In moving recently from ABC to CBS, this sitcom has made a few changes. Davis Rules still centers on Dwight Davis, a blandly affable grade-school principal played by Randy Quaid, and his irascible, loopy father, Gunny — a role for which Jonathan Winters won an Emmy last year. But gone is Dwight’s girlfriend, played by the subtle Patricia Clarkson. A new regular has been added: Bonnie Hunt (Grand), as Dwight’s sister Gwen; so far, Hunt’s acting has hinted that she is every bit as sly as Clarkson was, but she has been given scant opportunity to prove it — what does this series have against letting its female characters be funny?
Rules has also introduced a teenage character named Skinner, who is living with the Davises while his parents explore South America for a year (don’t bother trying to follow that — it’s goofy sitcom plotting). As played by the blithe Vonni Ribisi, Skinner is one of the rare smart-aleck TV teens who actually seems smart, not bratty, and his crinkly eyes would seem to lend him heartthrob potential.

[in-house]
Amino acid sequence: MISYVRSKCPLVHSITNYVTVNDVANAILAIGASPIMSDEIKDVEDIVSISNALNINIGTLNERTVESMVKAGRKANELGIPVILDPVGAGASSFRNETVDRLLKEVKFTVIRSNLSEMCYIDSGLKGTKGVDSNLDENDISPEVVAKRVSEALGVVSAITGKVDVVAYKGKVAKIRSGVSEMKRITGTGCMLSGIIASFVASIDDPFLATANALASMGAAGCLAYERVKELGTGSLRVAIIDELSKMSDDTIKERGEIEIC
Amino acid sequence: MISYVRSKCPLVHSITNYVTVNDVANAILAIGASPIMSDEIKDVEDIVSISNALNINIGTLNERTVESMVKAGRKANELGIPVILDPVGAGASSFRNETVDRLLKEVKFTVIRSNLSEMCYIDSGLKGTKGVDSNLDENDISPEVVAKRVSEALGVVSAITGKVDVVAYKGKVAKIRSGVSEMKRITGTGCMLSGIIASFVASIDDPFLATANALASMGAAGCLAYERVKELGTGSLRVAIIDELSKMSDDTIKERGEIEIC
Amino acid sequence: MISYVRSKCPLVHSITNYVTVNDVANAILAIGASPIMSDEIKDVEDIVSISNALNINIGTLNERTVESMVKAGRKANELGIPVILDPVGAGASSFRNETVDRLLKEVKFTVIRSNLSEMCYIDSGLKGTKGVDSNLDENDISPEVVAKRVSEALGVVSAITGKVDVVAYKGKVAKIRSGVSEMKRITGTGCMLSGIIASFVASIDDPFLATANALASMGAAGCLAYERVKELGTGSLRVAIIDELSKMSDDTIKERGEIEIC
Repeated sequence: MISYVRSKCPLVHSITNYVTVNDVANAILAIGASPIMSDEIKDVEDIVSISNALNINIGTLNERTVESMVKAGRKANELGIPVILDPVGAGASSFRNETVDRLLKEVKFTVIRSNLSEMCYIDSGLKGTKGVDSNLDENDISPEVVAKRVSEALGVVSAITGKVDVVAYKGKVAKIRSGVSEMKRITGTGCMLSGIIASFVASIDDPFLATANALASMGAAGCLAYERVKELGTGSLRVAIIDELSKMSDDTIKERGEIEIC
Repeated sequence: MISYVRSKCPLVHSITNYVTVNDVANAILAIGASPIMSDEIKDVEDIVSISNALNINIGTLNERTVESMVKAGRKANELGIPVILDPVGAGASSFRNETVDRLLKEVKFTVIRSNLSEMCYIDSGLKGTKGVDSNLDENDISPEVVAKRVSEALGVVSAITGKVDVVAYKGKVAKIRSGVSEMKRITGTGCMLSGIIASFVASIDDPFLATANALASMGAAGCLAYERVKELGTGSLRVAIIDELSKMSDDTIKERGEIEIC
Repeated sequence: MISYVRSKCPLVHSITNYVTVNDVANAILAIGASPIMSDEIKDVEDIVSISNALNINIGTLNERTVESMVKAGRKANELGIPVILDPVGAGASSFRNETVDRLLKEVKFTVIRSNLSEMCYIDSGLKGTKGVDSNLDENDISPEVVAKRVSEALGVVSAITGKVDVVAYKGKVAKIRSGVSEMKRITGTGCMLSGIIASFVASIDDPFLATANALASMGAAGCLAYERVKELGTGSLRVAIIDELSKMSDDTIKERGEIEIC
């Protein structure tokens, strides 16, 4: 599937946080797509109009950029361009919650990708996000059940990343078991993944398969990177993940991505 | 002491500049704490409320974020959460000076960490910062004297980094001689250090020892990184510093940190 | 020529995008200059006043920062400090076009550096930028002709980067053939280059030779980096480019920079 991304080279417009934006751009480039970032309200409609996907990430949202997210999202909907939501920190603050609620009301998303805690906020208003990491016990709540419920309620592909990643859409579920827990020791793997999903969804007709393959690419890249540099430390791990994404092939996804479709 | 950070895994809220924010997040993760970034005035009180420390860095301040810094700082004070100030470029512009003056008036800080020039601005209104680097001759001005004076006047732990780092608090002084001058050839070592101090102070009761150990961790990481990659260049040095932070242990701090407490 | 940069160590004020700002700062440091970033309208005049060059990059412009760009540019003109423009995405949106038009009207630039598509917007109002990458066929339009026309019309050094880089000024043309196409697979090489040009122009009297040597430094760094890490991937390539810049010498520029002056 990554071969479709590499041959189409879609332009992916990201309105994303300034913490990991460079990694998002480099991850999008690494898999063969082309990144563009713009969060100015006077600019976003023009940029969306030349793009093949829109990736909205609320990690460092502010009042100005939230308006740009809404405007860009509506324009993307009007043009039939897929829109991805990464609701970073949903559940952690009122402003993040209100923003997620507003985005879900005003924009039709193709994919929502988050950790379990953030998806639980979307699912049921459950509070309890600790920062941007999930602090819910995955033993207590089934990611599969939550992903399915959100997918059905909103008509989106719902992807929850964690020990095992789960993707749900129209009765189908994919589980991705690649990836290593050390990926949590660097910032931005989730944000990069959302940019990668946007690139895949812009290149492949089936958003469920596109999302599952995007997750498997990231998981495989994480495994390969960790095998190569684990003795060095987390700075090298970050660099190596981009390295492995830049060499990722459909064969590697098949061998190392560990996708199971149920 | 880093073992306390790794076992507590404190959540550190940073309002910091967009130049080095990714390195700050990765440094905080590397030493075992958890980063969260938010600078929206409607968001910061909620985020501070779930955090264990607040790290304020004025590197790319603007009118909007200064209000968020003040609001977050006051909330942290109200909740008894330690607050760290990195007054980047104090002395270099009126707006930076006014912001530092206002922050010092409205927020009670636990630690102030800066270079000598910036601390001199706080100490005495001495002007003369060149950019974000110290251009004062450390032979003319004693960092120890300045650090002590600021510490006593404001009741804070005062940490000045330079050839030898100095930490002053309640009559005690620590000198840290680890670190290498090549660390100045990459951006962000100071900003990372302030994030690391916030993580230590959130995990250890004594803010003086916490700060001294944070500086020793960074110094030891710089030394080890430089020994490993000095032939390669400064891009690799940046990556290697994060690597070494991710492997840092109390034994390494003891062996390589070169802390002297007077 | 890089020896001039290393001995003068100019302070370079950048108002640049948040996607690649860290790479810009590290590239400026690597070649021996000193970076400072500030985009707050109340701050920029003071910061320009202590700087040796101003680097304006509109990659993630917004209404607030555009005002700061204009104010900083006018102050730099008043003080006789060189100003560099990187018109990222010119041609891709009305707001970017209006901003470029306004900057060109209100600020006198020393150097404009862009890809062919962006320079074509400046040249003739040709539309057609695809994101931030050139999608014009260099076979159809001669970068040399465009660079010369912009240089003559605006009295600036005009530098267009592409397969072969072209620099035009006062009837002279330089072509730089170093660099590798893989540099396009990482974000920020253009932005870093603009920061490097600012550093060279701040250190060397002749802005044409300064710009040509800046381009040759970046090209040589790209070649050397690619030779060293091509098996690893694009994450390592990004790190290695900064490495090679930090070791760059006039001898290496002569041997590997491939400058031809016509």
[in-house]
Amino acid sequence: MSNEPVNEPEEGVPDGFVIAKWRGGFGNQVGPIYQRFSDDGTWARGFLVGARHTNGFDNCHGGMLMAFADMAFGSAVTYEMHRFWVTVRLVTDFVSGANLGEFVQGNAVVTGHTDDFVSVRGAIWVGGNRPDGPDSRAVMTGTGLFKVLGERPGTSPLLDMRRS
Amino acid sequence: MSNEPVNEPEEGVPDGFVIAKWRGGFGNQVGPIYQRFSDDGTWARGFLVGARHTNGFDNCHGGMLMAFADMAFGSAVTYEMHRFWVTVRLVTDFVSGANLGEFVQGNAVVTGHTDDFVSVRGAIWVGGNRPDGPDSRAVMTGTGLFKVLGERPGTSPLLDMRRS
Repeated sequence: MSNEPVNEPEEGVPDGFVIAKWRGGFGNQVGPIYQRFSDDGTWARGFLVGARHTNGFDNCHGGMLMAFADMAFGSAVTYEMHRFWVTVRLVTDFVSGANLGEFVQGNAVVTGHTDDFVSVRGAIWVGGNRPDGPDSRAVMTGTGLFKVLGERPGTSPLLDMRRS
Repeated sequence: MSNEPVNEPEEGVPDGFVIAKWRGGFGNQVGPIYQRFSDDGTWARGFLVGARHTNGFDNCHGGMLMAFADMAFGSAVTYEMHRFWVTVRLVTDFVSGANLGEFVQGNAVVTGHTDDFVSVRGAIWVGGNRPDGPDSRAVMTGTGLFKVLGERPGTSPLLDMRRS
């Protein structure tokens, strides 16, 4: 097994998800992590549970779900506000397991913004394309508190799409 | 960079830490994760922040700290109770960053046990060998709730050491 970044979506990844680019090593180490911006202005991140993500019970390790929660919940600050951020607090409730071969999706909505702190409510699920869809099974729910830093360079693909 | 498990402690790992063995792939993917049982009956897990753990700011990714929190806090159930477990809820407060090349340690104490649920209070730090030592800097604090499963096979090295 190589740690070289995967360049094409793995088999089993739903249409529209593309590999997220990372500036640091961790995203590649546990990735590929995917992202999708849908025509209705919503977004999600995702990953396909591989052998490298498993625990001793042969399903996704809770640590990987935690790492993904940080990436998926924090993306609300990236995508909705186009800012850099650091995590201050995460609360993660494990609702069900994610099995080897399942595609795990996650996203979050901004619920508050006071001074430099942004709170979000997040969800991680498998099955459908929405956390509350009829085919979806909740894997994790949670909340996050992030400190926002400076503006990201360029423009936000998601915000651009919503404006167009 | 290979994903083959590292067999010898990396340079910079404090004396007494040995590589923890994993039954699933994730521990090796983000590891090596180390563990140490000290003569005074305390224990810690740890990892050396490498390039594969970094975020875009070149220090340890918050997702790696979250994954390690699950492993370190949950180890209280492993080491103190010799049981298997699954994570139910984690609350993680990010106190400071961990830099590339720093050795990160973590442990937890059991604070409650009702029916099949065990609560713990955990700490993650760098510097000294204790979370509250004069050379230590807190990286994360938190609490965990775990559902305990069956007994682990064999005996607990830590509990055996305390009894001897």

The fine-tuned Rules seems a bit sharper and more quickly paced, but a likable show isn’t necessarily a very funny show; this is one situation comedy in which more attention is being paid to the situation when it’s the comedy that needs beefing up. As has been true since the show made its debut last year, Quaid’s natural comedic talents are suppressed in order to emphasize Winters’ muttered dementia. No matter how bland the episode, there are always a few funny seconds that seem to come right off the top of Winters’ head. Gwen will ask Gunny if he remembers a certain boy she used to date, and Winters will break into a blissful grin as he slides in a surreal image: ”Oh sure, the young fella who used to stick political buttons in his forehead, right?” The rest of the cast, dazed but happy, just nods. So do we. B-